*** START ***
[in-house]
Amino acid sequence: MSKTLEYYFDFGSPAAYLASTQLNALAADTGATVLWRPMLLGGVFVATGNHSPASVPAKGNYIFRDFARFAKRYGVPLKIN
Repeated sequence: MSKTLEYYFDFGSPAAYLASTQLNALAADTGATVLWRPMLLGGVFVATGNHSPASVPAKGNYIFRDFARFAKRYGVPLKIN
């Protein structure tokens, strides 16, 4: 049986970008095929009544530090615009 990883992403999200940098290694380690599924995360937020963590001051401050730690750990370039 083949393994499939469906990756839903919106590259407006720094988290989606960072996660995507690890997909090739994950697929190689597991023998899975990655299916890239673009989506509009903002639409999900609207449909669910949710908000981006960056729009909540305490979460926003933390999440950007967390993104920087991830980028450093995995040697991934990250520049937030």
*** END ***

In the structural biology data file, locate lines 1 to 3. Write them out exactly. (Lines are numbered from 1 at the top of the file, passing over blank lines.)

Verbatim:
[in-house]
Amino acid sequence: MSKTLEYYFDFGSPAAYLASTQLNALAADTGATVLWRPMLLGGVFVATGNHSPASVPAKGNYIFRDFARFAKRYGVPLKIN
Repeated sequence: MSKTLEYYFDFGSPAAYLASTQLNALAADTGATVLWRPMLLGGVFVATGNHSPASVPAKGNYIFRDFARFAKRYGVPLKIN